In zones outside the capital, heavily armed men in military fatigues ambush SUVs, blindfold their owners, rough them up, hurl insults on them and their mothers, and throw them into the back of their cars, after stripping of all precious and sellable personal effects. The small army of thieves, sometimes posing as "Lebanese military intelligence", proceeds to drive the poor victims in their own car for hours before dumping them in a dark location that's off the map and taking off with their bounty.

Beirut-based gangs are gutsier. They "carjack" people in broad daylight or in the early hours of the evening. Bystanders can do nothing. These gangs, militias really, are armed with machines guns and, some claim, rockets. Lebanese police is AFRAID of them because they are better equipped and dangerous. Some police stations in Lebanon don't even have cars, let alone sophisticated crime-fighting gadgets and weapons. As of the date of this post, the Lebanese army prefers to engage in yawn-inducing activities like standing on bridges in well-lit locations.

The SUVs are taken to a border town (Khreibeh, some claim) on the Syrian border. They are sold for cheap and smuggled into Syria, further undermining its "stability". Syrian intelligence officers in Lebanon, some say, get a cut. These cars are apparently smuggled into Iraq, where they are rigged with bombs and used to massacre people.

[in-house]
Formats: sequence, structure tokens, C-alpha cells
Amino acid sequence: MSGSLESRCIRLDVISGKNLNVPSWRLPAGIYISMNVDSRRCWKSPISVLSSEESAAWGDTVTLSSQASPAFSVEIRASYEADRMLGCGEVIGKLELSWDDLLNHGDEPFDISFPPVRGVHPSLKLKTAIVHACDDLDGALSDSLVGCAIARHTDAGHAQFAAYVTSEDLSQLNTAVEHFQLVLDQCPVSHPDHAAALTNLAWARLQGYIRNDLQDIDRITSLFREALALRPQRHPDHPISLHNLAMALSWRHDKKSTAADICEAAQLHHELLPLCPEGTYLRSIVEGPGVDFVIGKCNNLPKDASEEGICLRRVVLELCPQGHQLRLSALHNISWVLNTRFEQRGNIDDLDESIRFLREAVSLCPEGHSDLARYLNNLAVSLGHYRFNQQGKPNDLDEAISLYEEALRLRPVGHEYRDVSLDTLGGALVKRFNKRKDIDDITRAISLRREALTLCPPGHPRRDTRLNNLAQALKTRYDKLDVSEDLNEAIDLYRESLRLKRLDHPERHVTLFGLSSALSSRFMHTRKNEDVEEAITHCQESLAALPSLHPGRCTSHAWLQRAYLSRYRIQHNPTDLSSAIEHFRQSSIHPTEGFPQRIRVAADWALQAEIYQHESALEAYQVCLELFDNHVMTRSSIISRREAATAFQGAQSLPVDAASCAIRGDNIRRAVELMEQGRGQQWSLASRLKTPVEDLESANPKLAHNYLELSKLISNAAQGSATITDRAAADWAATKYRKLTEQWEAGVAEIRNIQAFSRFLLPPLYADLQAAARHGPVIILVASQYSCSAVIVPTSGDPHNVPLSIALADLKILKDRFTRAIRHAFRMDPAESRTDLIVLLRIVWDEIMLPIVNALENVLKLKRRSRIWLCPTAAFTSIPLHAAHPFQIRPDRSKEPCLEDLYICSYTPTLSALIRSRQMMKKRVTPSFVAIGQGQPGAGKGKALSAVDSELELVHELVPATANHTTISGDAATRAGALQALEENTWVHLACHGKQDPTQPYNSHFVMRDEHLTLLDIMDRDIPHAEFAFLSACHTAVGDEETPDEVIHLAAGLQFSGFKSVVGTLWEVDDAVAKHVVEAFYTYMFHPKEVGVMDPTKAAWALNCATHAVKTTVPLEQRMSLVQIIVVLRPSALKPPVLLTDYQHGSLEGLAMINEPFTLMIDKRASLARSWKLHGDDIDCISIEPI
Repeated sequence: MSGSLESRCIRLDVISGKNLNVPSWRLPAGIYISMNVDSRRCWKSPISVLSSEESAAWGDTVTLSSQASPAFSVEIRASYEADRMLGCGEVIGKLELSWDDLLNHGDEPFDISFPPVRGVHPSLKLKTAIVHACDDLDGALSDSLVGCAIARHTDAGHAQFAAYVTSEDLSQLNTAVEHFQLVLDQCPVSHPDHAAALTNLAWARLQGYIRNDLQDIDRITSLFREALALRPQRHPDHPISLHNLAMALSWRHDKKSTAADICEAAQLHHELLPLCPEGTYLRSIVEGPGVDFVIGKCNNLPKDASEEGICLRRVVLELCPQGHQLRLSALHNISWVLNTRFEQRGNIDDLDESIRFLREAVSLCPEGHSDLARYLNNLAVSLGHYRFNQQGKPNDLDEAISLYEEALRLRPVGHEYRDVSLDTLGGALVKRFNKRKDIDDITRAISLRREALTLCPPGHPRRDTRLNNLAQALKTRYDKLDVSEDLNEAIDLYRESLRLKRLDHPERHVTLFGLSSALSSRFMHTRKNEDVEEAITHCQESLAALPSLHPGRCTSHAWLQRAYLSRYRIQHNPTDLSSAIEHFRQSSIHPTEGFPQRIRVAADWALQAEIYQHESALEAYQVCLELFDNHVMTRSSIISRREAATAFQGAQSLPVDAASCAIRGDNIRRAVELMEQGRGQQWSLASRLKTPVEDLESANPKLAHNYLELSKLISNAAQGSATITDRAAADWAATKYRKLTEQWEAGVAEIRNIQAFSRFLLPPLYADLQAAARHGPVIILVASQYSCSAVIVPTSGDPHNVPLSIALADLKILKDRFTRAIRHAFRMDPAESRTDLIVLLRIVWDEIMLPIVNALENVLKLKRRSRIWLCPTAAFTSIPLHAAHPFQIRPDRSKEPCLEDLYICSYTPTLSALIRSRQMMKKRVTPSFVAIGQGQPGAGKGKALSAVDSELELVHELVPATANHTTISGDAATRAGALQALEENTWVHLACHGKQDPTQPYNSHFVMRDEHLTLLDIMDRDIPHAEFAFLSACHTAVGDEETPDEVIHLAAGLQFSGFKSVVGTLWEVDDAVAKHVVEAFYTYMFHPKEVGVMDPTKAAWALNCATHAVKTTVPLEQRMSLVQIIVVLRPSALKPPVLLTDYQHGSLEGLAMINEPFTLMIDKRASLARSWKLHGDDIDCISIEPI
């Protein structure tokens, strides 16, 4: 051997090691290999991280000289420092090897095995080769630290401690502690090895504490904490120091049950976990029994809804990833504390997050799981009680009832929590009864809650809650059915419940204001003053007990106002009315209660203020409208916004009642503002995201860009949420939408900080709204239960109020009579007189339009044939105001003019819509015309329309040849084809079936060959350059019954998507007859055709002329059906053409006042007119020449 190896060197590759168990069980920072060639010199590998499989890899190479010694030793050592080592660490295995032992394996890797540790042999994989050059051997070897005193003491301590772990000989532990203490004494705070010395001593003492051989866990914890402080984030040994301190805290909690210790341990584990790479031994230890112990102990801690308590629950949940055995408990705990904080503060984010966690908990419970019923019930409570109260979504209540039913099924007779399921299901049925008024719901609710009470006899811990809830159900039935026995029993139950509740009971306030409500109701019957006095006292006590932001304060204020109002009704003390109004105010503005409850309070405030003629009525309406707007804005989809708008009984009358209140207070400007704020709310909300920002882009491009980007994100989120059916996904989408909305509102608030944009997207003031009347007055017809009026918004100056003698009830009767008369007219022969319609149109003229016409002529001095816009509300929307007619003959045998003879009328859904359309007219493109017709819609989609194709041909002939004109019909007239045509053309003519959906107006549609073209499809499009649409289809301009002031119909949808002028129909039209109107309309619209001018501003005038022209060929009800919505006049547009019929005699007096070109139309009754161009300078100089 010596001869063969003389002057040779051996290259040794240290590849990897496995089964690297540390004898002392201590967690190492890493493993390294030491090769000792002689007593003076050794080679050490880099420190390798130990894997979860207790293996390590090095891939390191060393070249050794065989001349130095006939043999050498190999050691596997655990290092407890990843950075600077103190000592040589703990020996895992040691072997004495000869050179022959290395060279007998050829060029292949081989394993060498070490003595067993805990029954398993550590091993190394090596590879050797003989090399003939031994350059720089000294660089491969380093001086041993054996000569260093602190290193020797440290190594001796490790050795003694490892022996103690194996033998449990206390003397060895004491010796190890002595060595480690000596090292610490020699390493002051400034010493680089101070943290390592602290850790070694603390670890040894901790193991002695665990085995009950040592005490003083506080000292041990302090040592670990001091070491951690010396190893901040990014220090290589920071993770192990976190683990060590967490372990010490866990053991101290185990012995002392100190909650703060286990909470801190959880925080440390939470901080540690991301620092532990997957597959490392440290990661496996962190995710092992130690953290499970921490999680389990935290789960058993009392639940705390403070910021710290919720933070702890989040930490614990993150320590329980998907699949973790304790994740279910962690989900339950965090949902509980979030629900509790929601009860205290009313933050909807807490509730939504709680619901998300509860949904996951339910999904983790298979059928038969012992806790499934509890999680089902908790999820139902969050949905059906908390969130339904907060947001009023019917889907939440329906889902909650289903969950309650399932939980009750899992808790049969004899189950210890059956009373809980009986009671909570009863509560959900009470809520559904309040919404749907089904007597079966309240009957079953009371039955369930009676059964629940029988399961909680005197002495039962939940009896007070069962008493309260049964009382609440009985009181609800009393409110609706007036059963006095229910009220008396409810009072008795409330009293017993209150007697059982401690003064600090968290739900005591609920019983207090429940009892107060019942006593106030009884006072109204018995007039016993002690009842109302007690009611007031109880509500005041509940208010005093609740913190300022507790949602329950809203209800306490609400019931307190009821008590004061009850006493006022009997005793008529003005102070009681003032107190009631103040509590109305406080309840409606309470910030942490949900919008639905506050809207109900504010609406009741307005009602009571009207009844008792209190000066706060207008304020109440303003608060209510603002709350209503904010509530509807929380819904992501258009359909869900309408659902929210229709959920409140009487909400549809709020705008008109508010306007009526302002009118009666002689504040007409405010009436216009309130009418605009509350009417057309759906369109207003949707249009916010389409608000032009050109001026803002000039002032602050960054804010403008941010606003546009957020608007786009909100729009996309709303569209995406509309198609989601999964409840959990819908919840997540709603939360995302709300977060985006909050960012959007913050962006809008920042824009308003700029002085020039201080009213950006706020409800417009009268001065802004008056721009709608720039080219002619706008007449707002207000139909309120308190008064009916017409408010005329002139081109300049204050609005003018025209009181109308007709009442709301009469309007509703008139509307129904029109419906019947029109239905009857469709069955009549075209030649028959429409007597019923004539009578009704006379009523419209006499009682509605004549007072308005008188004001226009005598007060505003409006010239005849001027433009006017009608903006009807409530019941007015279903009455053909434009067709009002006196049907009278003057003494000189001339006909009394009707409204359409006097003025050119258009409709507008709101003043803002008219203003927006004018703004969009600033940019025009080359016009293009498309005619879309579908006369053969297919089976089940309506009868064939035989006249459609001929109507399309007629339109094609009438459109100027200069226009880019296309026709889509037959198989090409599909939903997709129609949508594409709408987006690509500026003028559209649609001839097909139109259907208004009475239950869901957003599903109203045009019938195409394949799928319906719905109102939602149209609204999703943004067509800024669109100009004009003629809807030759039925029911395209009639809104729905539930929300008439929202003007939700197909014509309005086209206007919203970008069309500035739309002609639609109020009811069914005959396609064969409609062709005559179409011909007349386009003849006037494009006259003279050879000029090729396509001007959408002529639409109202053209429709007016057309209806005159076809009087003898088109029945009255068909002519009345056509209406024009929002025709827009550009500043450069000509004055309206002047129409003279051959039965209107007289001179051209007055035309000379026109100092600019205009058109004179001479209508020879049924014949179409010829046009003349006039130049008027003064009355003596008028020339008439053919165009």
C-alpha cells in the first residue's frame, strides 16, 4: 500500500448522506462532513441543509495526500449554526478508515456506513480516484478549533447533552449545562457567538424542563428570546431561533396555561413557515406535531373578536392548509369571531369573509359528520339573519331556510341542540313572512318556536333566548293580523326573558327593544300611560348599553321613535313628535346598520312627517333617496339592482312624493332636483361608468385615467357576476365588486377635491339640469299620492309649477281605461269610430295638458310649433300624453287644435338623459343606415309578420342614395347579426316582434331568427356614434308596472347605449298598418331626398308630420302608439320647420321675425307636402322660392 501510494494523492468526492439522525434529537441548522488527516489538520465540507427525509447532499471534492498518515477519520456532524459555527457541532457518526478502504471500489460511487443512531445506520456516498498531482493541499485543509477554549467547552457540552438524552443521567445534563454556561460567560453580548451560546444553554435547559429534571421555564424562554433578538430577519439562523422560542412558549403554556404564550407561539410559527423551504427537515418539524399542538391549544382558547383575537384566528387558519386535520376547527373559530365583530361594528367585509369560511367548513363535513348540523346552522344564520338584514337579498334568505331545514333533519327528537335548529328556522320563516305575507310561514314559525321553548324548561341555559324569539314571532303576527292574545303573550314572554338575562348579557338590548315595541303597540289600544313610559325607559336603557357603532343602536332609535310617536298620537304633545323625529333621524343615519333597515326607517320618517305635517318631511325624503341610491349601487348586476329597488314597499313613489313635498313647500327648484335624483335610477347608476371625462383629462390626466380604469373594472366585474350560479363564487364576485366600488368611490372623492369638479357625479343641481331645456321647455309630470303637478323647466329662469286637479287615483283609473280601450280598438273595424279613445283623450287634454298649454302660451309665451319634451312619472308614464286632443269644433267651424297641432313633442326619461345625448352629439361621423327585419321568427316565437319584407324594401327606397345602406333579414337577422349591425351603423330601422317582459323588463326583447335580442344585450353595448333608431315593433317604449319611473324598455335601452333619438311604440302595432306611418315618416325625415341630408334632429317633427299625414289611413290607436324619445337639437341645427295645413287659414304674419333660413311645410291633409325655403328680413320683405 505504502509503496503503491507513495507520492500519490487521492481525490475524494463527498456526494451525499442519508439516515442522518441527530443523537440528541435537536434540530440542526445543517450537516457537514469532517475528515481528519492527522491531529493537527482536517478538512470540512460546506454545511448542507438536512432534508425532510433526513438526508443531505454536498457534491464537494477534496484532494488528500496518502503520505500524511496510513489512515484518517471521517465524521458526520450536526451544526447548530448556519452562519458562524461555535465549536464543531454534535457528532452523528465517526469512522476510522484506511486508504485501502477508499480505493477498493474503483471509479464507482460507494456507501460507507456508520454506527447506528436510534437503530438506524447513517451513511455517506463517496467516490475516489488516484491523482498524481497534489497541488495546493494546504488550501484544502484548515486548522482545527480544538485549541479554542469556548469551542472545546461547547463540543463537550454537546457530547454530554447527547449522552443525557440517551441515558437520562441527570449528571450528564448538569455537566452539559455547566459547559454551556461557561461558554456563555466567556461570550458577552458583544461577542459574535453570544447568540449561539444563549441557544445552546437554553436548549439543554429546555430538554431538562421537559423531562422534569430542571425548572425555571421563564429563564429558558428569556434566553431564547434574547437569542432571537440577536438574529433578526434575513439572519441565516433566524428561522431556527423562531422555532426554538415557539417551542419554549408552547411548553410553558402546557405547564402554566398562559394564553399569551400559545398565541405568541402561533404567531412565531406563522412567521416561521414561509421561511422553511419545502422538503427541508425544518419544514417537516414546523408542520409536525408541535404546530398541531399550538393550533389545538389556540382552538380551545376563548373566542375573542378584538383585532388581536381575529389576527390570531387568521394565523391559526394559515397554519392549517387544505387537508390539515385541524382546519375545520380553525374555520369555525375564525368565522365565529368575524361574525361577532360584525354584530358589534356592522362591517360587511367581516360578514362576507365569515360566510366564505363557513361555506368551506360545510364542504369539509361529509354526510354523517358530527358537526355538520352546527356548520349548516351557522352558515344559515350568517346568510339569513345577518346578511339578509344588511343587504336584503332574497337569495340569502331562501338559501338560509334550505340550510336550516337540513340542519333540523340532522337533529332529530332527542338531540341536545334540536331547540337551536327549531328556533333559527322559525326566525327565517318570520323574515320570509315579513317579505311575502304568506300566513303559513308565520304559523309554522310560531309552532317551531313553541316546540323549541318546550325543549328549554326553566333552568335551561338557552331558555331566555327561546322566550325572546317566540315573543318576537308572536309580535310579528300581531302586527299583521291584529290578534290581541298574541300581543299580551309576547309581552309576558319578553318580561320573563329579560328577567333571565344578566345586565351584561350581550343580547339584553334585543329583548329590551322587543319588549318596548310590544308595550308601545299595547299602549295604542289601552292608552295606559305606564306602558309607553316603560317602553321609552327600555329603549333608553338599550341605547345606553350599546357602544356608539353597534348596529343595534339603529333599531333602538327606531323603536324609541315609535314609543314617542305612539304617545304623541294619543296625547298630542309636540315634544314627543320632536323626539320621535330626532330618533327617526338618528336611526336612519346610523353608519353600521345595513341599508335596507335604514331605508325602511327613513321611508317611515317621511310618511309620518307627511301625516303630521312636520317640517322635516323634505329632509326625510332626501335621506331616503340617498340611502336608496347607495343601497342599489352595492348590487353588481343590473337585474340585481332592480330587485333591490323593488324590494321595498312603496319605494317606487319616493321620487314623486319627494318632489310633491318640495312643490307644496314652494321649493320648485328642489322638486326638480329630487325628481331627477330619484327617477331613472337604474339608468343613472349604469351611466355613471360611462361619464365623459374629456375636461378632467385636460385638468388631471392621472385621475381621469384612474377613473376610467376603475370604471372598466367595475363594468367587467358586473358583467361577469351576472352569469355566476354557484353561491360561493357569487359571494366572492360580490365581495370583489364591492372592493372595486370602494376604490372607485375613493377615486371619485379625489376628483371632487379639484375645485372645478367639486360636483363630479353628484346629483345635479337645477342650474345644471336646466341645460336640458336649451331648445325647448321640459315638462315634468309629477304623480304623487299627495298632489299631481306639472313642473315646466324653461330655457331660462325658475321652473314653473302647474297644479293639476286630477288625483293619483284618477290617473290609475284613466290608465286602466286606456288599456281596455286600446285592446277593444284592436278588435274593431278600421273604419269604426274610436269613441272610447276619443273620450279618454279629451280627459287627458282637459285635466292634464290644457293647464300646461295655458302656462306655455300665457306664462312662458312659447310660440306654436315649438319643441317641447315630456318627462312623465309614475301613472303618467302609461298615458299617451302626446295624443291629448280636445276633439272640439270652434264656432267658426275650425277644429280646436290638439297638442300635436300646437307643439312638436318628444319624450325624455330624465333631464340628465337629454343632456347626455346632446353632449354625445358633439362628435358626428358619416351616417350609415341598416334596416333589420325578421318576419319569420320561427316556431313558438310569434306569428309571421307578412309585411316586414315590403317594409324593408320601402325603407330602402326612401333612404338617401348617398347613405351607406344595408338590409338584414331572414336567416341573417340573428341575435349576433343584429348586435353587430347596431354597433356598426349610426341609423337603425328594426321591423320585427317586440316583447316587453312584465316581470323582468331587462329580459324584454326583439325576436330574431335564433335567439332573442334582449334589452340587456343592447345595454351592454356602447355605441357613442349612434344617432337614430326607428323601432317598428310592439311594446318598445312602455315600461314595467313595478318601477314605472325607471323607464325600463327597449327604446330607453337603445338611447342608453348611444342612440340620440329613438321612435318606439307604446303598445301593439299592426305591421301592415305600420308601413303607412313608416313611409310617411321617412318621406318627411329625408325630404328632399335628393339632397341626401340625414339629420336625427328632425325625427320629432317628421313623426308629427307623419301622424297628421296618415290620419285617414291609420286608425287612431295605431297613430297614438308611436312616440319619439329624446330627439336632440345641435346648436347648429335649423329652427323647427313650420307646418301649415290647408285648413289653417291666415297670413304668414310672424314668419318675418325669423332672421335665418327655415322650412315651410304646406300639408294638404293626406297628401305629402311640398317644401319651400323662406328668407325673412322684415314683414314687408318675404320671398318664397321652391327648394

The above is based on personal accounts by people who have been carjacked in the past year in Lebanon (some more than once). The identity of the assailants is Lebanese with a Baalbeck accent.

When one victim tried calling a police station in Choueifat, an exchange like the following took place:

Victim: I have been carjacked.

Police: hold on.

5 minutes later

Victim: Hello?

Police: yes?

Victim: I have been carjacked.

Police: Hold on.

15 minutes later.

Victim: Hello?

Police: What do you want?

Victim: A group of heavily armed men stole my car, cell phone, terrorized me and my wife, threatened her with rape and dumped us in the woods.

Police: Hold on.

20 minutes later.

Victim: Hello?????????????

Police: Why are you still on the line? I am running out of units.

Victim: Can you send someone? I was carjacked.

Police: hahahahahahah… we don't have a car that works.

Dial tone.

That is not to say there aren't competent elements in the Lebanese security forces. They just don't have weapons and are outnumbered by the gangs terrorizing the country. This is according to police sources.

Hundreds of millions of dollars earmarked for the rehabilitation of these forces have disappeared in the pockets of former pro-Syrian stooge Elias el-Murr (now a hero) and Syrian-Lebanese security services. Money was spent, however, to build security agencies to spy on and terrorize Lebanese and protect Syrian interests.

So next time the Syrian foreign minister tries to shift the blame by arguing crime could happen under the watch of any security service in any country, please somebody tell him to shut up and mind the gap in his brain.